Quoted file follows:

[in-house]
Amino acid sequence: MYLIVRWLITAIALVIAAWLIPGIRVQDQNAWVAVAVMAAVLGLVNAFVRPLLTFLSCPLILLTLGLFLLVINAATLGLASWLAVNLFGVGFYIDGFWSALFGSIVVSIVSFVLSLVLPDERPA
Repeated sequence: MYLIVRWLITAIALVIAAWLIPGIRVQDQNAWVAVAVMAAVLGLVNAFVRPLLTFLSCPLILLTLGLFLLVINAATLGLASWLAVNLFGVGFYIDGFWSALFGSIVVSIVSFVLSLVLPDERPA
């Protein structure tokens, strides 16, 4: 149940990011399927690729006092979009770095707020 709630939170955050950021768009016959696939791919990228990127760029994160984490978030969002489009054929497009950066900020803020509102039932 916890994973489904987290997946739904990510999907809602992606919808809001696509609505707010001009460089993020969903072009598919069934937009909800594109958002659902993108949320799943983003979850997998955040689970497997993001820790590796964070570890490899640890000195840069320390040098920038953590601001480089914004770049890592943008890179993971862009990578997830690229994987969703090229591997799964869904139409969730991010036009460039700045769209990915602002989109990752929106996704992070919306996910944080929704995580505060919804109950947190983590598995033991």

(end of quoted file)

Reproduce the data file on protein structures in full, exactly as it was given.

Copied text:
[in-house]
Amino acid sequence: MYLIVRWLITAIALVIAAWLIPGIRVQDQNAWVAVAVMAAVLGLVNAFVRPLLTFLSCPLILLTLGLFLLVINAATLGLASWLAVNLFGVGFYIDGFWSALFGSIVVSIVSFVLSLVLPDERPA
Repeated sequence: MYLIVRWLITAIALVIAAWLIPGIRVQDQNAWVAVAVMAAVLGLVNAFVRPLLTFLSCPLILLTLGLFLLVINAATLGLASWLAVNLFGVGFYIDGFWSALFGSIVVSIVSFVLSLVLPDERPA
């Protein structure tokens, strides 16, 4: 149940990011399927690729006092979009770095707020 709630939170955050950021768009016959696939791919990228990127760029994160984490978030969002489009054929497009950066900020803020509102039932 916890994973489904987290997946739904990510999907809602992606919808809001696509609505707010001009460089993020969903072009598919069934937009909800594109958002659902993108949320799943983003979850997998955040689970497997993001820790590796964070570890490899640890000195840069320390040098920038953590601001480089914004770049890592943008890179993971862009990578997830690229994987969703090229591997799964869904139409969730991010036009460039700045769209990915602002989109990752929106996704992070919306996910944080929704995580505060919804109950947190983590598995033991």